Seaborne iron ore prices hit a five-year low on August 27, with the Platts 62% Fe Iron Ore Index (IODEX) falling $0.75 day-over-day to $88 per dry metric ton (dmt) Cost and Freight (CFR) North China. The last time the 62% Fe IODEX was lower was July 21, 2009, when it was assessed at $87.50/dmt CFR North China, according to Platts Metals.
The Steel Index (TSI) 62% Fe iron ore price fell $0.70 day-over-day to $88.2/dmt CFR Tianjin, bringing it to its lowest point since September 6, 2012. The fall in iron ore prices was due to bearish steel fundamentals and a general lack of market confidence in China.
“Prices have fallen due to an overhang of material, particularly from Australia; and with falling steel prices, steel mills are hesitant to buy,” said Annalisa Jeffries, associate editorial director of Platts metals. “Additionally, prices of iron ore that are stocked in port are below prices of imported cargoes. Financing cargoes has also become more difficult as larger deposits are now required by banks to issue letters of credit.”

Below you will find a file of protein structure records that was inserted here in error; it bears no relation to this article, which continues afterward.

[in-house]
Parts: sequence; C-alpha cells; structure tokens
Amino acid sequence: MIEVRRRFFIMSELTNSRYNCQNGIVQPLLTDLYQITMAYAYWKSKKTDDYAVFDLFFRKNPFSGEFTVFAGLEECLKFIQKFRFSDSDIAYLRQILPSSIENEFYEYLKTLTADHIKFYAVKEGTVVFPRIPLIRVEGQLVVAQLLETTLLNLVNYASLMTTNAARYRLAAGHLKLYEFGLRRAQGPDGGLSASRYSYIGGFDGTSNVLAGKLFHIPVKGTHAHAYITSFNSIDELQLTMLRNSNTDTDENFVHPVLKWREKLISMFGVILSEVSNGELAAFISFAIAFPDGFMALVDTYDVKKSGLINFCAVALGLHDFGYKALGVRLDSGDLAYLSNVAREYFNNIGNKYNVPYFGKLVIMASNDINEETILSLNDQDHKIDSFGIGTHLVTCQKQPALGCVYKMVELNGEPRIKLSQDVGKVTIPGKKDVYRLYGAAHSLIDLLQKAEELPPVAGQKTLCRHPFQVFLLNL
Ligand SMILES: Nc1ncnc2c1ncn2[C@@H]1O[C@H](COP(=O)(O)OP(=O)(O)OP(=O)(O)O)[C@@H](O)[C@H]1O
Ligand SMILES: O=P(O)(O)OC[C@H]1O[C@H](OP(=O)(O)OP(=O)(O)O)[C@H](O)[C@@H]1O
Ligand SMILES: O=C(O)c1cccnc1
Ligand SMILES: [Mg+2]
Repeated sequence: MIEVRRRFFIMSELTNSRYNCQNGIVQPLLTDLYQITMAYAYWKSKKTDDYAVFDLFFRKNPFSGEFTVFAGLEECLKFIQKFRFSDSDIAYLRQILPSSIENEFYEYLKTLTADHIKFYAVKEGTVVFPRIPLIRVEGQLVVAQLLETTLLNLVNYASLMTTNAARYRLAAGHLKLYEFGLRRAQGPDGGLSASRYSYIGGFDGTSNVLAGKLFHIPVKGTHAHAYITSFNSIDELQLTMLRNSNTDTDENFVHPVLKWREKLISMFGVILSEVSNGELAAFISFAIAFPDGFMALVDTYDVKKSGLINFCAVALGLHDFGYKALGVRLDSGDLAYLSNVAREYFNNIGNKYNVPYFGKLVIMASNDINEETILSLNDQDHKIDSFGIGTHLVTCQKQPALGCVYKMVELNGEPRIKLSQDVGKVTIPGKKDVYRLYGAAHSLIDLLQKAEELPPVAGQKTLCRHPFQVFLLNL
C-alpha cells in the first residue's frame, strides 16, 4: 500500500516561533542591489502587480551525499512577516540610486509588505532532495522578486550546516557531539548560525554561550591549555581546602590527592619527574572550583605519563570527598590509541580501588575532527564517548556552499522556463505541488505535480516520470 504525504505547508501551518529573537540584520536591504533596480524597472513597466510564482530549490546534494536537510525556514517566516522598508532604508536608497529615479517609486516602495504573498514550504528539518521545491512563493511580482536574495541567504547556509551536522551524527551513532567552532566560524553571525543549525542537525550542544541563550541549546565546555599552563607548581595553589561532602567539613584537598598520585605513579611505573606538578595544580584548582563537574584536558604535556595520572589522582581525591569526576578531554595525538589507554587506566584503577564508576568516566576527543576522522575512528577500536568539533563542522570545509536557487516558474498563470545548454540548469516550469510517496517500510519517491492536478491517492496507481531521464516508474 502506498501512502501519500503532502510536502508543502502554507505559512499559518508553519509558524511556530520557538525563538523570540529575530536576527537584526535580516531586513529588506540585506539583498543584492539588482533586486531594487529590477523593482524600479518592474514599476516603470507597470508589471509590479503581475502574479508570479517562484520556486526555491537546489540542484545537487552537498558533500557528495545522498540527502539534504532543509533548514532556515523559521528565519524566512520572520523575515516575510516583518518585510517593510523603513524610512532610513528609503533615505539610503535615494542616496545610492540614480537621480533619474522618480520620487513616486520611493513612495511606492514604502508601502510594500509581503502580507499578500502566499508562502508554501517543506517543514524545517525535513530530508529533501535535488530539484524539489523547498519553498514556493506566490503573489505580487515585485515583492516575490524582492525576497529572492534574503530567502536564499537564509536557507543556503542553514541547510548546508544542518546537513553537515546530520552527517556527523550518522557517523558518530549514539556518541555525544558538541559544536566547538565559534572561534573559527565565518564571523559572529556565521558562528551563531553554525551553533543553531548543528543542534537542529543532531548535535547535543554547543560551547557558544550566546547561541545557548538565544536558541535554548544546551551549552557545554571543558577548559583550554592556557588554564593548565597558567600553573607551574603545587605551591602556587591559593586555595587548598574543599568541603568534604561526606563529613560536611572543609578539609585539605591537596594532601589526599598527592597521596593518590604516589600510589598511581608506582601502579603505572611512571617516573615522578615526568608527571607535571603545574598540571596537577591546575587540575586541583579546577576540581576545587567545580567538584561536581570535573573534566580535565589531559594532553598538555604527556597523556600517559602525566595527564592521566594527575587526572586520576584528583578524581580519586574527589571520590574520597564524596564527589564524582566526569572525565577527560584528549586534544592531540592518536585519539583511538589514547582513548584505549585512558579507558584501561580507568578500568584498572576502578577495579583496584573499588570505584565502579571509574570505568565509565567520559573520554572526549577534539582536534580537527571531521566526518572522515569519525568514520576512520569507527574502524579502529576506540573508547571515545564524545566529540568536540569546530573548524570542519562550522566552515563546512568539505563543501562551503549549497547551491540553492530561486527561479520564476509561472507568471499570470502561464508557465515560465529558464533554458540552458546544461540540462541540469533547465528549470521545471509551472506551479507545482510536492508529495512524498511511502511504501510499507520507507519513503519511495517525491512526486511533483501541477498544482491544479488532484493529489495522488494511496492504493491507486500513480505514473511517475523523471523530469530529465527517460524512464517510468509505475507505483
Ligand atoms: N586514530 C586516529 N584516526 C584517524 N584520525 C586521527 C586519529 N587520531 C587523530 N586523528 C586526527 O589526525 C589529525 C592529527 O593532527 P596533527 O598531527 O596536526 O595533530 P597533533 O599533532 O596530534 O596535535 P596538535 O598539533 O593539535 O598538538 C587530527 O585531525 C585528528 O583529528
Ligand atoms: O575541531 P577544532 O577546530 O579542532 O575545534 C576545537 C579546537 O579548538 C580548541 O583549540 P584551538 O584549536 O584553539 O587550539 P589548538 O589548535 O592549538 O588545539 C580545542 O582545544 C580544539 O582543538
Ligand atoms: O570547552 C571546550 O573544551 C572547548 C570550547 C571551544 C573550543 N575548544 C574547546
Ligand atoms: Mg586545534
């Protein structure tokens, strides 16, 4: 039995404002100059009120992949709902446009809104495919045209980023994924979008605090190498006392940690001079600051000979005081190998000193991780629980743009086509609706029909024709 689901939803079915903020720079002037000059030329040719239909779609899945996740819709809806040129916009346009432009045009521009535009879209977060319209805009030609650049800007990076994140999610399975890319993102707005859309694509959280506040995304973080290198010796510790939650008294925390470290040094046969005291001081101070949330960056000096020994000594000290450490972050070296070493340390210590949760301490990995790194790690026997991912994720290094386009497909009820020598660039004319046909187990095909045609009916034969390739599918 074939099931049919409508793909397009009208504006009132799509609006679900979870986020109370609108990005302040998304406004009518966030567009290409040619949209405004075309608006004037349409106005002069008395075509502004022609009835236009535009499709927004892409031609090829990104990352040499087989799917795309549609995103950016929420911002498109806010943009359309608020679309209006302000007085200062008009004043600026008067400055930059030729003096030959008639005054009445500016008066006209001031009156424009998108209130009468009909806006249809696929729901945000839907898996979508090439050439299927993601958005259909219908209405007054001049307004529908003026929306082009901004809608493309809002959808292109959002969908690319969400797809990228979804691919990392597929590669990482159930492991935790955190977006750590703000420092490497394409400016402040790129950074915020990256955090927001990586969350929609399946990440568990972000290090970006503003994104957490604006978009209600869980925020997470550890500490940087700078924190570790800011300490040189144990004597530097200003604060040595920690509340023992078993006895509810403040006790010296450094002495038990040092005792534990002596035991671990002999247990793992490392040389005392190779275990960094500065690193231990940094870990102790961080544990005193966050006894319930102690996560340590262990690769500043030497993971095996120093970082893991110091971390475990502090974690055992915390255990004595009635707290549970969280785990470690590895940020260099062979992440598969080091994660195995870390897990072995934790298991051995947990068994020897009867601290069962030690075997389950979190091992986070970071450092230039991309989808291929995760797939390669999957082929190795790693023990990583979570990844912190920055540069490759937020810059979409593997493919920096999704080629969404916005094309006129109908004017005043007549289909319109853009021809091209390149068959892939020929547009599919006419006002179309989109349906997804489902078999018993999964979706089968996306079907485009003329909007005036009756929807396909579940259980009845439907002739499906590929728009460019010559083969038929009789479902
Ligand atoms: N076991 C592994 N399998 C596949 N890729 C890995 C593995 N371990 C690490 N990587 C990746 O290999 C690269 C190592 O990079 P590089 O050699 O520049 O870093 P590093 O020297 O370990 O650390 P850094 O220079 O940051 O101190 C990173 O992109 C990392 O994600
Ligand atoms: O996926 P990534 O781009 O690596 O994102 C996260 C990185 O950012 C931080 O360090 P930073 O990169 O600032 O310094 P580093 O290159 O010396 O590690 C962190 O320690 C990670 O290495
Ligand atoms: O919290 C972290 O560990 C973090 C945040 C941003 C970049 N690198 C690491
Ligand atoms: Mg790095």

At the same time, oversupply of iron ore has put pressure on spot prices. “The iron ore market has moved into oversupply at a time China’s economy is slowing, putting downward pressure on iron ore spot prices,” said Oscar Tarneberg, TSI senior analyst. “The summer period has seen the usual seasonal slowdown in demand exacerbated by fresh concerns about the health of China’s property sector, and a weakening in previously resilient steel export prices.”
With end-user buying continuing to ebb as Chinese mills steered clear of spot commitment, spooked by bearish steel fundamentals and a general lack of market confidence, bids pulled back from existing offer levels, resulting in significantly lower trades. Sources said further falls were to be expected in the longer term because the market has clearly flipped to a buyer’s market.
According to Platts, a Hebei-based steelmaker said, “We’ve all gotten used to having very low iron ore stocks and only buying if and when we have a specific steelmaking need to fill. There is no such thing as buying extra material to stock up.” The steelmaker also added that another factor was the common knowledge that there was a lot of available material around, both in the seaborne and port stock markets.